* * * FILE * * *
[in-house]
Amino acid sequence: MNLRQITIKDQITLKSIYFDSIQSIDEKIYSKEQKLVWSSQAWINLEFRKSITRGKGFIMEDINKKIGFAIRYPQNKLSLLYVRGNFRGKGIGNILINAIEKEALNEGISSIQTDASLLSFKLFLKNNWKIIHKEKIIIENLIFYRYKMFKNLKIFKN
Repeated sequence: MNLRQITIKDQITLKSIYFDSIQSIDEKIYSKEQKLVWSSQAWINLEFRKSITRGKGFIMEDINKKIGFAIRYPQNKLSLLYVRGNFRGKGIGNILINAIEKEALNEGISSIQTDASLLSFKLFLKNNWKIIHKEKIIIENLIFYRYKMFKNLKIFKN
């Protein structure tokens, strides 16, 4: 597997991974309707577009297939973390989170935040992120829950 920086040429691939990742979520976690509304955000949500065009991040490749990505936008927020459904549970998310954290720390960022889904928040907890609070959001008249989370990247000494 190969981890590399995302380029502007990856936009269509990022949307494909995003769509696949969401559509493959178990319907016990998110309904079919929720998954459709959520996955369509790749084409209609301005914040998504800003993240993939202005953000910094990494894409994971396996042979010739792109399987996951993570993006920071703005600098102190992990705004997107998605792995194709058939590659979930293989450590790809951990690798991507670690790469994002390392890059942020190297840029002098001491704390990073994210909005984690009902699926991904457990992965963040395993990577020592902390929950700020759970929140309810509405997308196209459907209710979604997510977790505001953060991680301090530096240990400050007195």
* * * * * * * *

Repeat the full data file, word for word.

[in-house]
Amino acid sequence: MNLRQITIKDQITLKSIYFDSIQSIDEKIYSKEQKLVWSSQAWINLEFRKSITRGKGFIMEDINKKIGFAIRYPQNKLSLLYVRGNFRGKGIGNILINAIEKEALNEGISSIQTDASLLSFKLFLKNNWKIIHKEKIIIENLIFYRYKMFKNLKIFKN
Repeated sequence: MNLRQITIKDQITLKSIYFDSIQSIDEKIYSKEQKLVWSSQAWINLEFRKSITRGKGFIMEDINKKIGFAIRYPQNKLSLLYVRGNFRGKGIGNILINAIEKEALNEGISSIQTDASLLSFKLFLKNNWKIIHKEKIIIENLIFYRYKMFKNLKIFKN
């Protein structure tokens, strides 16, 4: 597997991974309707577009297939973390989170935040992120829950 920086040429691939990742979520976690509304955000949500065009991040490749990505936008927020459904549970998310954290720390960022889904928040907890609070959001008249989370990247000494 190969981890590399995302380029502007990856936009269509990022949307494909995003769509696949969401559509493959178990319907016990998110309904079919929720998954459709959520996955369509790749084409209609301005914040998504800003993240993939202005953000910094990494894409994971396996042979010739792109399987996951993570993006920071703005600098102190992990705004997107998605792995194709058939590659979930293989450590790809951990690798991507670690790469994002390392890059942020190297840029002098001491704390990073994210909005984690009902699926991904457990992965963040395993990577020592902390929950700020759970929140309810509405997308196209459907209710979604997510977790505001953060991680301090530096240990400050007195």